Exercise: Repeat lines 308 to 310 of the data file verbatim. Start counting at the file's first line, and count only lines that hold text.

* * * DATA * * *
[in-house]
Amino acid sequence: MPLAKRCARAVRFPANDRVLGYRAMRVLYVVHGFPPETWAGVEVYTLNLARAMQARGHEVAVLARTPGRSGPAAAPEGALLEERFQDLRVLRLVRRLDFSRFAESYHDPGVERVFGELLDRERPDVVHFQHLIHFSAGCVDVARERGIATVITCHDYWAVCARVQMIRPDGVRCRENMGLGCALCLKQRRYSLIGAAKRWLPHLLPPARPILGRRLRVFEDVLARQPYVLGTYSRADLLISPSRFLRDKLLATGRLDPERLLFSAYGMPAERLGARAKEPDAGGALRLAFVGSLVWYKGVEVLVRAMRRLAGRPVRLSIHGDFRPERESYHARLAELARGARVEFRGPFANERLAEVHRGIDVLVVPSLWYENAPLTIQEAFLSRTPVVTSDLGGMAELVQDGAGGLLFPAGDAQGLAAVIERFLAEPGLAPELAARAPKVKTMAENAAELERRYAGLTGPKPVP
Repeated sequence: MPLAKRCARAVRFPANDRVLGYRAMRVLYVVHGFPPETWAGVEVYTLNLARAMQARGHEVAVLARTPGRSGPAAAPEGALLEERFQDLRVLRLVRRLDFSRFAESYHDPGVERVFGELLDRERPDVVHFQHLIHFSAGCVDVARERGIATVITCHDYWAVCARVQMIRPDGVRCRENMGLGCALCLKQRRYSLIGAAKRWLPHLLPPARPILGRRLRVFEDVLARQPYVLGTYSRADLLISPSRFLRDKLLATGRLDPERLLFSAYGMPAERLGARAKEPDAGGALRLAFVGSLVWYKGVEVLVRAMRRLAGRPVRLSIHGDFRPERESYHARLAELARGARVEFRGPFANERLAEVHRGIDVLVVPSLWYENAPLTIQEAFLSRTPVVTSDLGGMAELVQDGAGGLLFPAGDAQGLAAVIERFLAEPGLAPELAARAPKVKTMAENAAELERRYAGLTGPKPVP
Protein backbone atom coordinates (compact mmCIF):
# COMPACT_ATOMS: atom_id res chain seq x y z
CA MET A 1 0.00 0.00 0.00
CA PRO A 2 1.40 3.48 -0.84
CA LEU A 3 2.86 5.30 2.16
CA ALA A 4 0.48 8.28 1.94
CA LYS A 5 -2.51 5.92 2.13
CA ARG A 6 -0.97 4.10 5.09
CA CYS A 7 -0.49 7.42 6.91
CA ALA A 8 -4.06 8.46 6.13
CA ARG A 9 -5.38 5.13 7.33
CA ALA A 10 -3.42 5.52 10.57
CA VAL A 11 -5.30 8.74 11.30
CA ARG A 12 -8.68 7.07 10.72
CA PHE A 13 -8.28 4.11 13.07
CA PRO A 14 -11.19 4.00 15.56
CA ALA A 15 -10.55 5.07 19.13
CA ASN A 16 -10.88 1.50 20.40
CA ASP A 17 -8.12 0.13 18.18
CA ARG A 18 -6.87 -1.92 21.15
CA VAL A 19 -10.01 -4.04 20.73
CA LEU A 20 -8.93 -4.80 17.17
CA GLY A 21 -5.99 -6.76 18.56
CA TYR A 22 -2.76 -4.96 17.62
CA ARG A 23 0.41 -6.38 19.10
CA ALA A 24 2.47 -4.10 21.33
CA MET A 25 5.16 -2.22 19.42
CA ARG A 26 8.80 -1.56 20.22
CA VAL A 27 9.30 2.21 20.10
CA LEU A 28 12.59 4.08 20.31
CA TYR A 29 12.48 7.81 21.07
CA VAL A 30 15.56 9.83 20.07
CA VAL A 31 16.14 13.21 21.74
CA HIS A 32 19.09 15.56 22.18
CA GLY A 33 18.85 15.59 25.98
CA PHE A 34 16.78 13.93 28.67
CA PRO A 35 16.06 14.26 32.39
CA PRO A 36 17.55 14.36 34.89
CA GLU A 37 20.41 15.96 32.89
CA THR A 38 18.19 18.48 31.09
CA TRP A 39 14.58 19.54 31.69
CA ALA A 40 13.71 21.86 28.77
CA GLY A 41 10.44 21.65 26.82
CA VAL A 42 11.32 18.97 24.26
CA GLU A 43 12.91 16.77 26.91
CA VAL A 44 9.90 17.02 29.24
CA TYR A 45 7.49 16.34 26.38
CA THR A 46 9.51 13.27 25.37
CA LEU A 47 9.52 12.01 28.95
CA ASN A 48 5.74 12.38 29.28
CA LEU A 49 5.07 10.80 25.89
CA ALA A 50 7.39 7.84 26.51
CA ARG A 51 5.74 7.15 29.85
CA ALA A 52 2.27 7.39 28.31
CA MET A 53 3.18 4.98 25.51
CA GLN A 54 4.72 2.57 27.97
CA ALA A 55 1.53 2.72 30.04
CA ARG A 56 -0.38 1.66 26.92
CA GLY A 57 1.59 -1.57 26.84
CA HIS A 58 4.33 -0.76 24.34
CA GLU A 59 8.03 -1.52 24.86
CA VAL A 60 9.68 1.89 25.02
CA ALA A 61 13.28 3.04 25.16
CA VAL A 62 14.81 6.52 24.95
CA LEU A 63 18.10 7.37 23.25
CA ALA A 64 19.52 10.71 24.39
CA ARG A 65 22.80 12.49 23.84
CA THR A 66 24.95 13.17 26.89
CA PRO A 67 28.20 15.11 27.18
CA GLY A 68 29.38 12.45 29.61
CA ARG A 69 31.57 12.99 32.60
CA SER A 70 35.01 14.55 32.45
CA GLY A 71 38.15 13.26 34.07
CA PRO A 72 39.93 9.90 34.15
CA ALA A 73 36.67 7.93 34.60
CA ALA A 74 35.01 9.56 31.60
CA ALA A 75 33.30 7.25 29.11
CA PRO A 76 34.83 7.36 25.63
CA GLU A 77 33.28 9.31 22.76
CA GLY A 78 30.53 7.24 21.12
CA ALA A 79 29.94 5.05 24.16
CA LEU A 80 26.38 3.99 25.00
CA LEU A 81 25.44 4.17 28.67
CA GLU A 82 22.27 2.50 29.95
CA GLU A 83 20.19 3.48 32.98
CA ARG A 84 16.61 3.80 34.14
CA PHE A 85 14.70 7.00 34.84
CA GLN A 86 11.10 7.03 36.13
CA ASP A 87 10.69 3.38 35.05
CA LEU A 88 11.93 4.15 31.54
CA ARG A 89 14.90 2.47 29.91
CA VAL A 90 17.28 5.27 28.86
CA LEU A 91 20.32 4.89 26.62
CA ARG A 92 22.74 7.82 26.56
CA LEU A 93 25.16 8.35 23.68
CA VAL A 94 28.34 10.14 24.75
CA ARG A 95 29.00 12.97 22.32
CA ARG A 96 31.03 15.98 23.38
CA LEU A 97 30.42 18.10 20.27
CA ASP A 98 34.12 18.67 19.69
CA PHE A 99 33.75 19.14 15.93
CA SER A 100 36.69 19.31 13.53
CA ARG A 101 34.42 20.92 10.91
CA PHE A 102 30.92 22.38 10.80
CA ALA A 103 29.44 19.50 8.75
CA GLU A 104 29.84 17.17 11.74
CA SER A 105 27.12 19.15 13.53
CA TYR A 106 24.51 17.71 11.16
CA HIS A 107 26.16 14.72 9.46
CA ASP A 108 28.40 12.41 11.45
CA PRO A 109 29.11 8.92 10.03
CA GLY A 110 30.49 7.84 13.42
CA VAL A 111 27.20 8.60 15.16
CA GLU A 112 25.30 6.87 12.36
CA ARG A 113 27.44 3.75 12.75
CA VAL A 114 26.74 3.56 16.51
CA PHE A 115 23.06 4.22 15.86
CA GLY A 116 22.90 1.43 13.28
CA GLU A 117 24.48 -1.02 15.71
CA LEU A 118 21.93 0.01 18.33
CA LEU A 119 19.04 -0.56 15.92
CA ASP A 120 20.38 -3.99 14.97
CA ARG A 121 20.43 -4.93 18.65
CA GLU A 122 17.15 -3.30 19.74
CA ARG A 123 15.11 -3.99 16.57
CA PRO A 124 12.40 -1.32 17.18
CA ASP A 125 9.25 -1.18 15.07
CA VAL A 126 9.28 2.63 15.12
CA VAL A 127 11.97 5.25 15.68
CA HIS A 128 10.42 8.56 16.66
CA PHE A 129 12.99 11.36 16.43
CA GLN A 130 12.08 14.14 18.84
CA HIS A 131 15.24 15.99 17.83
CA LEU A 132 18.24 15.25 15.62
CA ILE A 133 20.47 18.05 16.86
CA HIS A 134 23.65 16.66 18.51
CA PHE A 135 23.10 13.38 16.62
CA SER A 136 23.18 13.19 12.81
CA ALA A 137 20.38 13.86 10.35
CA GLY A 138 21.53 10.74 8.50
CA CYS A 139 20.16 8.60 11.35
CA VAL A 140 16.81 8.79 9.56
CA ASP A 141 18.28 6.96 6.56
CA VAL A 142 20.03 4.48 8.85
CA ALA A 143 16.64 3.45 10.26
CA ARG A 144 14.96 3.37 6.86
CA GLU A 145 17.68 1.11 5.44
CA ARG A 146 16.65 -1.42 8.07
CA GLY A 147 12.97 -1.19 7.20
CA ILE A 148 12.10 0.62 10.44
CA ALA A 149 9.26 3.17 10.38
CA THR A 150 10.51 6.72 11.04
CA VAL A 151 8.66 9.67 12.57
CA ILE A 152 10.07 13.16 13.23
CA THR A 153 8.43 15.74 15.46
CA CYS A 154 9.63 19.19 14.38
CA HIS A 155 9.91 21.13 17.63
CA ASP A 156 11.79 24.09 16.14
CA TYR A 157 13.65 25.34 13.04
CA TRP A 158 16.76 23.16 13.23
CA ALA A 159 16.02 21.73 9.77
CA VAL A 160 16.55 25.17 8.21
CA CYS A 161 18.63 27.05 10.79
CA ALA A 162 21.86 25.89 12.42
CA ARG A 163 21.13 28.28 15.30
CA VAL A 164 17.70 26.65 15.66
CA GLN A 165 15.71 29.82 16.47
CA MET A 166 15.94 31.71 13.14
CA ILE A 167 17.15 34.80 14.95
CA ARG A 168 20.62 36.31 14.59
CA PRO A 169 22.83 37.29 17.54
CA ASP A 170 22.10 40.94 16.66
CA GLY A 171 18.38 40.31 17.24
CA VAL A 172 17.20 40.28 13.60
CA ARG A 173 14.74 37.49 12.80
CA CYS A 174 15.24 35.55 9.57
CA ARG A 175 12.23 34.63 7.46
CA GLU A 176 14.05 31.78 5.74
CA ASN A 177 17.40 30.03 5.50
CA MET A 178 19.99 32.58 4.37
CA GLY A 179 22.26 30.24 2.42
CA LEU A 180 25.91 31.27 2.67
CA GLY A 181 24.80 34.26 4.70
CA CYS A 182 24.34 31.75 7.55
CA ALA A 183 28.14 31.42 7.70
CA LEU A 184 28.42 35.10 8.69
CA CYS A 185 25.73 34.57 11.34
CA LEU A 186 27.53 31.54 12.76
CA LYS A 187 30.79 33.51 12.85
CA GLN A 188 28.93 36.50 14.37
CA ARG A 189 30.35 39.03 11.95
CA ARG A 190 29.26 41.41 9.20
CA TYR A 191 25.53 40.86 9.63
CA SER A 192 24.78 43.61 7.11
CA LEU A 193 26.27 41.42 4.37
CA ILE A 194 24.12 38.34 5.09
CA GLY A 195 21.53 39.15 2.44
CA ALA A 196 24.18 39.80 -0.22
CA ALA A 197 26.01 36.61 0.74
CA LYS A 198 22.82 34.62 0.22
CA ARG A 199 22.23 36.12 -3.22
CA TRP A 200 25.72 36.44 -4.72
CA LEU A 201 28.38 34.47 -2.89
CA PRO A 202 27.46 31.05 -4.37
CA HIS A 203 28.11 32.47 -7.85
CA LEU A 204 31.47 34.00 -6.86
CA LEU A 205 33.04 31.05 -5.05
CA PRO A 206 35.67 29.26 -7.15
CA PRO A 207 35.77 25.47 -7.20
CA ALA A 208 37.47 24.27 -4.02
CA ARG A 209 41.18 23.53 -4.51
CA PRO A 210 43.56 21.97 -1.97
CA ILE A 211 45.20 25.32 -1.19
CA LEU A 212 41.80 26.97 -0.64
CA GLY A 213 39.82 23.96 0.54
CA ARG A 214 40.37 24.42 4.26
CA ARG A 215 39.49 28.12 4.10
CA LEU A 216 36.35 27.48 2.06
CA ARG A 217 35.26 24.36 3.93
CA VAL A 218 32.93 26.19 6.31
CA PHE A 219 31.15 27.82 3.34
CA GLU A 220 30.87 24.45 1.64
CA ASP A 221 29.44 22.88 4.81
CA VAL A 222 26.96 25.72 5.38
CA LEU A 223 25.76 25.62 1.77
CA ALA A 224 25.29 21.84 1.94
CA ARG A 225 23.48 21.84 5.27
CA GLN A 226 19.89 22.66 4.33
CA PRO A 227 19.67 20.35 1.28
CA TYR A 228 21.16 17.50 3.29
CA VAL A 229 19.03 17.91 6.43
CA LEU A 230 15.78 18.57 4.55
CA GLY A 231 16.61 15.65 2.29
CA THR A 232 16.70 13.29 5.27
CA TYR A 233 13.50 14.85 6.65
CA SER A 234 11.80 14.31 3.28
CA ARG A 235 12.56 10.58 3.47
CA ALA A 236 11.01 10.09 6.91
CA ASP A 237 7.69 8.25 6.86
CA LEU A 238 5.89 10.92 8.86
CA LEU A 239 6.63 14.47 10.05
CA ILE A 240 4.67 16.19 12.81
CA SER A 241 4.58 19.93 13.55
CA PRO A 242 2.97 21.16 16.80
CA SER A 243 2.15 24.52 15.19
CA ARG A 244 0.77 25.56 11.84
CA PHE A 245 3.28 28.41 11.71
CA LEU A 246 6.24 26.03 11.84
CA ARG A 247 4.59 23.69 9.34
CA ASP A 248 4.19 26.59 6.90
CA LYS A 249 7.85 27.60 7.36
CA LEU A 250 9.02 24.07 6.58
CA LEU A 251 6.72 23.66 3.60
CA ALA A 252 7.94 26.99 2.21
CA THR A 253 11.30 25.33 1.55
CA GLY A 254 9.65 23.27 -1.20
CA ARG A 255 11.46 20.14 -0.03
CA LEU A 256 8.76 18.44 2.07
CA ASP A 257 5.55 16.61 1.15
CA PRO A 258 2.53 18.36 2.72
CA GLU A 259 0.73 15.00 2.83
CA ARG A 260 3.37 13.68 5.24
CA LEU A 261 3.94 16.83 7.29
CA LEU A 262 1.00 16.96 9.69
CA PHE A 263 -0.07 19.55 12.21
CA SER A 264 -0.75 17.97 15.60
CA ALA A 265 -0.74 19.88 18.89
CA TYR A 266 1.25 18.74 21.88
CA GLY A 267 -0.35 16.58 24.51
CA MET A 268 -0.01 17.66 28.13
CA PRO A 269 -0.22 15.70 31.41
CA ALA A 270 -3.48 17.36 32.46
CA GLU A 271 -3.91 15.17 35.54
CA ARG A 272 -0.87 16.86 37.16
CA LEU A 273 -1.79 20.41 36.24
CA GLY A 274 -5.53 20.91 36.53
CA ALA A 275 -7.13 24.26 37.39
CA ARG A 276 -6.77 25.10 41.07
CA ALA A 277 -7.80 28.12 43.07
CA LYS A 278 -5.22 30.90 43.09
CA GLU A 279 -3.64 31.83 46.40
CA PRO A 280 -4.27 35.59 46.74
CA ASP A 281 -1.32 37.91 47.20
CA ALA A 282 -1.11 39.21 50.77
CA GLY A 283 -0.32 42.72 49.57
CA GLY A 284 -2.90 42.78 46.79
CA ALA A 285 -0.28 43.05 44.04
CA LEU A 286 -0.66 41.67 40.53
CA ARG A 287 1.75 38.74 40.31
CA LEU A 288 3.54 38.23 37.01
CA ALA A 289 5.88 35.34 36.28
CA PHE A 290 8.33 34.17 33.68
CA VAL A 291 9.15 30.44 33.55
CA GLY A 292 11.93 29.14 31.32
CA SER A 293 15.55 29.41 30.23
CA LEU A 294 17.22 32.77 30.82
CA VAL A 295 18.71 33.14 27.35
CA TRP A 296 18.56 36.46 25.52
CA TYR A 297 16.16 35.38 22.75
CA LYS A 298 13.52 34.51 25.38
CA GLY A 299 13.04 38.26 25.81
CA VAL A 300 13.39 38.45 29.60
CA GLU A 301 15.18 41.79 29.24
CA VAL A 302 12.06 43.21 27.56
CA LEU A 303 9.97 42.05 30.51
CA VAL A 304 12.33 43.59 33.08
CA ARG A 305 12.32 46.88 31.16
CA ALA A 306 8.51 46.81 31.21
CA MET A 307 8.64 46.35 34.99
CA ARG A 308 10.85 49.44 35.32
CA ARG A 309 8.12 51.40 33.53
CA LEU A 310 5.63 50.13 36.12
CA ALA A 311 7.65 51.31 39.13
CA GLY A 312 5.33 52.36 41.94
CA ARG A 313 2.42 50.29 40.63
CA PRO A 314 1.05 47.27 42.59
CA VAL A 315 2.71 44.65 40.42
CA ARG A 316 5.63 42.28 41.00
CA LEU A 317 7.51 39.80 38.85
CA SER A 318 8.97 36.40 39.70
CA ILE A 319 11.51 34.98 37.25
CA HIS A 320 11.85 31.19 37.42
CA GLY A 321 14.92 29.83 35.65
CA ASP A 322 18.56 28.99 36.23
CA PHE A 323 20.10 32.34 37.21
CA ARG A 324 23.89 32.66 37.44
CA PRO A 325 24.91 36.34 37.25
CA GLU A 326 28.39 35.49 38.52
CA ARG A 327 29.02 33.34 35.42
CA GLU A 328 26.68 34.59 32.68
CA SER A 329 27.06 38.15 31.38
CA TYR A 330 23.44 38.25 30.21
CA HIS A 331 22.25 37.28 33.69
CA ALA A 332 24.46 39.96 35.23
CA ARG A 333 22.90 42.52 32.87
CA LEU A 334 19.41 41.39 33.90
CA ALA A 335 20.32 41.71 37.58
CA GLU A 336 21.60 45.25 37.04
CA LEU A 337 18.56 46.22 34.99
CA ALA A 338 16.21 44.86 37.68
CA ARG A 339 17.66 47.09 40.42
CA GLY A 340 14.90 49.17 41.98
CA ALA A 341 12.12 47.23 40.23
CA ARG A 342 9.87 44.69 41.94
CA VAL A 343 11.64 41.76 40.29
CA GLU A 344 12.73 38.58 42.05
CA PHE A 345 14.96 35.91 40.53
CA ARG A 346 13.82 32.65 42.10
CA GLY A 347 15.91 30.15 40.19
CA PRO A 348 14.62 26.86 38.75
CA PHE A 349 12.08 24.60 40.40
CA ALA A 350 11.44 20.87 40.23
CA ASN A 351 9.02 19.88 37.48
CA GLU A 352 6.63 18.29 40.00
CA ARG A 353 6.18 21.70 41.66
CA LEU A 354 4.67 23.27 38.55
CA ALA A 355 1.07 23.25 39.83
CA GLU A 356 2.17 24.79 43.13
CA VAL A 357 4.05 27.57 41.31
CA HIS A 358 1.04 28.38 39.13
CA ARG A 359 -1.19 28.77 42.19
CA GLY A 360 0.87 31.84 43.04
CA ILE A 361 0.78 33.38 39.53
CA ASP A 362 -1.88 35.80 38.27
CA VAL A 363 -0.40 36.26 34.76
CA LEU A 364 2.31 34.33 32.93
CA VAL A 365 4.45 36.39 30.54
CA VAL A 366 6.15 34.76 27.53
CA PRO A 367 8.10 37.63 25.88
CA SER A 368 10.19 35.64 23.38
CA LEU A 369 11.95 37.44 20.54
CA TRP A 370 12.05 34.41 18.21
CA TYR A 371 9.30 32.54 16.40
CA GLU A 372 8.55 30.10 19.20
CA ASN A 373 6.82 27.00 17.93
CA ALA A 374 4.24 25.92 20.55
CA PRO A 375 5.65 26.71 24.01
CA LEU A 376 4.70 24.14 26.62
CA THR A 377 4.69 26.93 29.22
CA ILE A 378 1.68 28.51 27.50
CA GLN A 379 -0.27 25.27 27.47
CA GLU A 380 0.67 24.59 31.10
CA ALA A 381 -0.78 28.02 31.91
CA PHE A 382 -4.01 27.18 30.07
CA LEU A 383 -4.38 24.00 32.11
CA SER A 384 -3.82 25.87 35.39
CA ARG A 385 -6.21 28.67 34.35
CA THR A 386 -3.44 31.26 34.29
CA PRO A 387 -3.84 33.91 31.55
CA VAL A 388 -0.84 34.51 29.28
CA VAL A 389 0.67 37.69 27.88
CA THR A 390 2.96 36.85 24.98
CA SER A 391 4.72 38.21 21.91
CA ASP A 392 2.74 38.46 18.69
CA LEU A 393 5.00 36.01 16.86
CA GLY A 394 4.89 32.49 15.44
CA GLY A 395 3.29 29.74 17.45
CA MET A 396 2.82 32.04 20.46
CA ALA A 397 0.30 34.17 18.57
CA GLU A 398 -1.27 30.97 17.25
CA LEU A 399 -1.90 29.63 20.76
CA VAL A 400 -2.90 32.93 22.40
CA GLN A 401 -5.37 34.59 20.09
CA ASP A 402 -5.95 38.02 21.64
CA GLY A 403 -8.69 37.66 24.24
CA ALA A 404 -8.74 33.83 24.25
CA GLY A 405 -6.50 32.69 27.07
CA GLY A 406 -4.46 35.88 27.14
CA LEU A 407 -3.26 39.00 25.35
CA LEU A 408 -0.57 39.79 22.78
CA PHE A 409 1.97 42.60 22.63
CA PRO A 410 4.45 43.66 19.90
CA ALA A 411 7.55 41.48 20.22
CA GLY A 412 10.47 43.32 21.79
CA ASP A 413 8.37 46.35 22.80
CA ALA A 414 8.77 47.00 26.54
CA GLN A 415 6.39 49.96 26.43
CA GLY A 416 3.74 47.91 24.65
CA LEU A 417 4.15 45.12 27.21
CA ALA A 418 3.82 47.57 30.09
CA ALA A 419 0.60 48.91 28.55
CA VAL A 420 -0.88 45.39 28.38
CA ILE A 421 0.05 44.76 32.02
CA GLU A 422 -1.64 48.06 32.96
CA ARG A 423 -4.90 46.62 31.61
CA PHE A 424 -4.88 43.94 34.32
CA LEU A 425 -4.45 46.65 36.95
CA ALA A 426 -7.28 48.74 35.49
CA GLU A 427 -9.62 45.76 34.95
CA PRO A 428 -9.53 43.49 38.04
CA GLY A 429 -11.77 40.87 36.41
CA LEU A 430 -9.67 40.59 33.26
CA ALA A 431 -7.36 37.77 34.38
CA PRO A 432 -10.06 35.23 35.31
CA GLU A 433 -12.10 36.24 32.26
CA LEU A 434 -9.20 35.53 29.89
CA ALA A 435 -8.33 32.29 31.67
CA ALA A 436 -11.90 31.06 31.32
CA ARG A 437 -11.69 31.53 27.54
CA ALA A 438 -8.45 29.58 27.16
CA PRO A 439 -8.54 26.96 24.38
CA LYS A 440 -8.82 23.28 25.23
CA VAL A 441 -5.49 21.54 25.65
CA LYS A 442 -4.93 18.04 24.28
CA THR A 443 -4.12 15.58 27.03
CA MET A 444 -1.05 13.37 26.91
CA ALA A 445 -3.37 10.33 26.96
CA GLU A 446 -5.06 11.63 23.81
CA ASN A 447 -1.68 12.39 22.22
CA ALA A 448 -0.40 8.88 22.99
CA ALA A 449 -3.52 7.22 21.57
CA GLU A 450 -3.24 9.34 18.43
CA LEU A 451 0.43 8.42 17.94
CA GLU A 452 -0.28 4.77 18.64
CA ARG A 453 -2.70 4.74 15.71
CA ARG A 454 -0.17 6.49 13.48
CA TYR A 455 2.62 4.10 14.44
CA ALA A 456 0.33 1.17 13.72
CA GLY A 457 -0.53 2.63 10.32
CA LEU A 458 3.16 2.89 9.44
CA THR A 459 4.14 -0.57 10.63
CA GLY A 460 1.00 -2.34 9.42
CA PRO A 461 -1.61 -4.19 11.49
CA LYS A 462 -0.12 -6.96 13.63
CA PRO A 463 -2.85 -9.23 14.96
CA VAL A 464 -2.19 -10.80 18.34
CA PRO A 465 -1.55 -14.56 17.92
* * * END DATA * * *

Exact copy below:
CA LEU A 303 9.97 42.05 30.51
CA VAL A 304 12.33 43.59 33.08
CA ARG A 305 12.32 46.88 31.16